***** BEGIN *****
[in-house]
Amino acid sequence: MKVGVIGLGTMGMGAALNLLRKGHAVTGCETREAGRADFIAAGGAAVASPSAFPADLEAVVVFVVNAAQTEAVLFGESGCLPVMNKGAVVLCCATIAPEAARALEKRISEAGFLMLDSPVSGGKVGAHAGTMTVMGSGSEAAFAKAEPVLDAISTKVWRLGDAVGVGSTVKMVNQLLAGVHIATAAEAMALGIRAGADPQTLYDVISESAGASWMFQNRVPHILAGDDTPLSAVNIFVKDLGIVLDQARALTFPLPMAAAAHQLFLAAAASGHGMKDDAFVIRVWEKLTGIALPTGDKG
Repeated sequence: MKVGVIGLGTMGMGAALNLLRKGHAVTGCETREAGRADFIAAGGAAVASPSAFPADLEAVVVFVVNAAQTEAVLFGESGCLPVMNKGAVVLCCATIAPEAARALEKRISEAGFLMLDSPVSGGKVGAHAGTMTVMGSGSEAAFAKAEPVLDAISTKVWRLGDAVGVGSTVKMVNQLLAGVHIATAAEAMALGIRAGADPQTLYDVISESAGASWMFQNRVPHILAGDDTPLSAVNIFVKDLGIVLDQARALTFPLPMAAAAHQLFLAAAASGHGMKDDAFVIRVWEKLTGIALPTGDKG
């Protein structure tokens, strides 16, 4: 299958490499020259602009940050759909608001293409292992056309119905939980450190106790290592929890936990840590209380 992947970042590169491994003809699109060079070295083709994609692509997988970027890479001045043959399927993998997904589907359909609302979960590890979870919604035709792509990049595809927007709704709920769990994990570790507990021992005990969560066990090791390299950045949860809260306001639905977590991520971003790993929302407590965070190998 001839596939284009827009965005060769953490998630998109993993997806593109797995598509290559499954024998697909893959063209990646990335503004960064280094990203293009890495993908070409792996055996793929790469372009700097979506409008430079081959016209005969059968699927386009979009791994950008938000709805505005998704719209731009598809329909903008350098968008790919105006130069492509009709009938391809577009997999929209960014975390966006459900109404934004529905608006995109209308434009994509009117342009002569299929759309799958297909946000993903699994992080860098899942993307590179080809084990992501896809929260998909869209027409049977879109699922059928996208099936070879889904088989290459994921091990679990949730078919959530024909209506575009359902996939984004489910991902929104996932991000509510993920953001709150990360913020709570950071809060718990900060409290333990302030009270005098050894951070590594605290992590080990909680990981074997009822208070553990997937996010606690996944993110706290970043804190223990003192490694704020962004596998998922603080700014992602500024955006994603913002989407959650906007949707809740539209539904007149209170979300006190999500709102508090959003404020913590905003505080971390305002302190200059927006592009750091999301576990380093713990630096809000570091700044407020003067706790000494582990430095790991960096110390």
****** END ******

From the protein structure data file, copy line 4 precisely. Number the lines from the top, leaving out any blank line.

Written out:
């Protein structure tokens, strides 16, 4: 299958490499020259602009940050759909608001293409292992056309119905939980450190106790290592929890936990840590209380 992947970042590169491994003809699109060079070295083709994609692509997988970027890479001045043959399927993998997904589907359909609302979960590890979870919604035709792509990049595809927007709704709920769990994990570790507990021992005990969560066990090791390299950045949860809260306001639905977590991520971003790993929302407590965070190998 001839596939284009827009965005060769953490998630998109993993997806593109797995598509290559499954024998697909893959063209990646990335503004960064280094990203293009890495993908070409792996055996793929790469372009700097979506409008430079081959016209005969059968699927386009979009791994950008938000709805505005998704719209731009598809329909903008350098968008790919105006130069492509009709009938391809577009997999929209960014975390966006459900109404934004529905608006995109209308434009994509009117342009002569299929759309799958297909946000993903699994992080860098899942993307590179080809084990992501896809929260998909869209027409049977879109699922059928996208099936070879889904088989290459994921091990679990949730078919959530024909209506575009359902996939984004489910991902929104996932991000509510993920953001709150990360913020709570950071809060718990900060409290333990302030009270005098050894951070590594605290992590080990909680990981074997009822208070553990997937996010606690996944993110706290970043804190223990003192490694704020962004596998998922603080700014992602500024955006994603913002989407959650906007949707809740539209539904007149209170979300006190999500709102508090959003404020913590905003505080971390305002302190200059927006592009750091999301576990380093713990630096809000570091700044407020003067706790000494582990430095790991960096110390």